- producerea confuziei în congregația sa, care nu va ști de la o săptămână la alta, ceea ce el are de gând să predice.
- faptul că nu a învățat poporul în mod sistematic.
A Vantajele Planurilor De Predică
Sunt prezentate 4 avantaje și motive pentru a adopta planurile de predicare:
1. Planificarea va ajuta la menținerea unei predicări echilibrate și intenționate. Acesta va fi echilibrată în predicarea prioritățile biblice și vă va ajuta să nu insistați pe temele dvs. obișnuite sau pe cele cunoscute. Predicarea va fi intenționată în sensul că predicile tale vor acoperi întregul domeniu de aplicare a Scripturii, va expune oamenii tăi la adevărul biblic care le va consolida cunoștințele lor Scripturale, relația lor cu Dumnezeu, și maturitatea lor spirituală.
2 . Planificarea va ajuta eficiența în pregătirea predicii.
- veți ști unde aveți de gând în avans să ajungeți și nu trebuie să-ți petreci timp gândindu-te de unde o să predici în fiecare săptămână.
- va trebui doar să se pregătească contextul o dată pentru întreaga serie.
- veți obține o perspectivă mai mare și materiale mai multe pentru a predica, deoarece predicarea se concentrează pe o anumită serie.
3 . Planificarea va ajuta la îndeplinirea nevoilor de slujire. Când aveți de gând să pregătiți serii de predici în avans, puteți lua în considerare pe termen lung și pe termen scurt predicarea și nevoile spirituale ale bisericii .
4 . Planificare va ajuta să se evalueze progresul lucrării. Fie că sunteți într-o biserică, para-biserică sau misiune, va avea un etalon pentru a vă măsura și veți fi în măsură să spuneți dacă ați proclamat întregul adevăr scriptural într-un mod corect și echilibrat – gândindu-vă de exemplu, că i-ați dăruit congregației dvs. hrană spirituală echilibrată și nutritivă; și că predicarea dvs este centrată pe Hristos și că nu ați fost neglijent.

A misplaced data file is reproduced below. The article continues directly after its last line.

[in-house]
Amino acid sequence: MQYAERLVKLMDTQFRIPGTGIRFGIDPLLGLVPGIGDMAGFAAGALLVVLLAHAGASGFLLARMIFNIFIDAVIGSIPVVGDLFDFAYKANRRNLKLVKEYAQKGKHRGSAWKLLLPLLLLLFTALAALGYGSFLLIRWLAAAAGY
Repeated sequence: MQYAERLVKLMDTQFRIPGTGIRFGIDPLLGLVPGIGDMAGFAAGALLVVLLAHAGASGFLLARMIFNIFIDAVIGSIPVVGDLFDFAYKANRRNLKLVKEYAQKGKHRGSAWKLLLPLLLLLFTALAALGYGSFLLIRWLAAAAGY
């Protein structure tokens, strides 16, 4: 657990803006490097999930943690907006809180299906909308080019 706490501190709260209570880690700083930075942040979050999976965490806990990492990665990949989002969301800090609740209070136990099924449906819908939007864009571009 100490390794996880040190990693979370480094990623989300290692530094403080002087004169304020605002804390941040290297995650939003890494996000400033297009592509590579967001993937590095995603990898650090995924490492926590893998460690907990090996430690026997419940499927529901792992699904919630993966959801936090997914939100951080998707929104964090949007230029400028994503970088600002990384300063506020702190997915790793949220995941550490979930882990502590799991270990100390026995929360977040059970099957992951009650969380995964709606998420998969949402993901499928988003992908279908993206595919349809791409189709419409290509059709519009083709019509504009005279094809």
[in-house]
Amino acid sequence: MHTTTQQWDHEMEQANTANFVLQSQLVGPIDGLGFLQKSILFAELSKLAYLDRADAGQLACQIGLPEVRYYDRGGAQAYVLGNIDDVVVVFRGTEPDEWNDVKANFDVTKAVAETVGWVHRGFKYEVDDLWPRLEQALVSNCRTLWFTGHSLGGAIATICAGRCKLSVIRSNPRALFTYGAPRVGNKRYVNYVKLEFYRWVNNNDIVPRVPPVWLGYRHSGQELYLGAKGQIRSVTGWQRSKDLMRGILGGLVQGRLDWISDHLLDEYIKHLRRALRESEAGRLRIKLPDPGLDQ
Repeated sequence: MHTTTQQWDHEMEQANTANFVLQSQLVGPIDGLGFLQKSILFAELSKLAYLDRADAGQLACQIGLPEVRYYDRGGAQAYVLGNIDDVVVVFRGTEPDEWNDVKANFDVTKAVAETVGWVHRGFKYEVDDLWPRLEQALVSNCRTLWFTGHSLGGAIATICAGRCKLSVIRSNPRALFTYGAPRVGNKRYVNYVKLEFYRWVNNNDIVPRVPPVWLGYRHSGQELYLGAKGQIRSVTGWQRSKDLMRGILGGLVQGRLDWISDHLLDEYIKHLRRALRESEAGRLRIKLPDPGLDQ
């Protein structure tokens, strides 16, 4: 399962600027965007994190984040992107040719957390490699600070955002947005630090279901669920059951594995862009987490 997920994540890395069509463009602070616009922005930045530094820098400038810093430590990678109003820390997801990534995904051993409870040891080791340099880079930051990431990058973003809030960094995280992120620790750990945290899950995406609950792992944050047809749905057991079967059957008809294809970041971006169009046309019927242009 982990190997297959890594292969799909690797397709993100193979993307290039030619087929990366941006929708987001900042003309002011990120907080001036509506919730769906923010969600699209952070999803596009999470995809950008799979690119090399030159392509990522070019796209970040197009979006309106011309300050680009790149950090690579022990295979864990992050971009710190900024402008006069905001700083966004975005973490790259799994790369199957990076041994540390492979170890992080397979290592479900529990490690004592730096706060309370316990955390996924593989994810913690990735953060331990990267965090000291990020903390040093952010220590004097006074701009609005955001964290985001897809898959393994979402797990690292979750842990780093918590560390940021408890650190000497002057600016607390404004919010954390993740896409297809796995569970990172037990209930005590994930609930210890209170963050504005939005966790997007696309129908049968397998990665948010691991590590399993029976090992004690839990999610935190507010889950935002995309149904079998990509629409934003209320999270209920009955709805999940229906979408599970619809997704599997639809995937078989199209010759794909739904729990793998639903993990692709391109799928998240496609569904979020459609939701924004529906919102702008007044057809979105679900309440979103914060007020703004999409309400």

Partea a-II-a. Leadership: Being A Godly Role Model
“Practicarea timpului devoțional”
By: Dr. Roger Pascoe
The Institute for Biblical Preaching
Cambridge, Ontario, Canada
Așa cum am văzut câteva probleme de predicare și organizare a predicilor, fiind un model după voia lui Dumnezeu se extinde la fiecare aspect al vieții noastre. Ne-am uitat la "sfințenia dumneavoastră personală" și modul în care aceasta influențează capacitatea și eficacitatea noastră ca om după voia lui Dumnezeu. Sfințenia nu poate fi menținută sau urmărită fără practici spirituale disciplinate corespunzătoare în viața ta. Disciplinele spirituale sunt vitale pentru noi, pentru a deveni mai mult ca Hristos - pentru propria noastră relație cu Dumnezeu, pentru creșterea spirituală personală, pentru puritatea personală, pentru puterea spirituală personală și vitalitate.